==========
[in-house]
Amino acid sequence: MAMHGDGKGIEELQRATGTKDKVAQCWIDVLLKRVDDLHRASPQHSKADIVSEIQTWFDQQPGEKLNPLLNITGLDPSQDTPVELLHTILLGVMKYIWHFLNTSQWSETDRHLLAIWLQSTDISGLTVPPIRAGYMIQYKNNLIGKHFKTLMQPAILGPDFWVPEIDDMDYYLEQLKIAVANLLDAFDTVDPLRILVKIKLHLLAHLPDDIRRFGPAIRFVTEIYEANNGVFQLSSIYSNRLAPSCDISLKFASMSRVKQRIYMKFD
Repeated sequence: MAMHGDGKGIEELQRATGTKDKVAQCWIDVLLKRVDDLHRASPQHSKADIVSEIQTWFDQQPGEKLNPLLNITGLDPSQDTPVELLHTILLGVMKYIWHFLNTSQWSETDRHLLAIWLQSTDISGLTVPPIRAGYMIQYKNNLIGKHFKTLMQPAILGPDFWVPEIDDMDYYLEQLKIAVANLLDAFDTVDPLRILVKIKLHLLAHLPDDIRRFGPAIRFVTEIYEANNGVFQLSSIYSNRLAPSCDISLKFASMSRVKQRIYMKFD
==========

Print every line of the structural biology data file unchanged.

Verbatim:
[in-house]
Amino acid sequence: MAMHGDGKGIEELQRATGTKDKVAQCWIDVLLKRVDDLHRASPQHSKADIVSEIQTWFDQQPGEKLNPLLNITGLDPSQDTPVELLHTILLGVMKYIWHFLNTSQWSETDRHLLAIWLQSTDISGLTVPPIRAGYMIQYKNNLIGKHFKTLMQPAILGPDFWVPEIDDMDYYLEQLKIAVANLLDAFDTVDPLRILVKIKLHLLAHLPDDIRRFGPAIRFVTEIYEANNGVFQLSSIYSNRLAPSCDISLKFASMSRVKQRIYMKFD
Repeated sequence: MAMHGDGKGIEELQRATGTKDKVAQCWIDVLLKRVDDLHRASPQHSKADIVSEIQTWFDQQPGEKLNPLLNITGLDPSQDTPVELLHTILLGVMKYIWHFLNTSQWSETDRHLLAIWLQSTDISGLTVPPIRAGYMIQYKNNLIGKHFKTLMQPAILGPDFWVPEIDDMDYYLEQLKIAVANLLDAFDTVDPLRILVKIKLHLLAHLPDDIRRFGPAIRFVTEIYEANNGVFQLSSIYSNRLAPSCDISLKFASMSRVKQRIYMKFD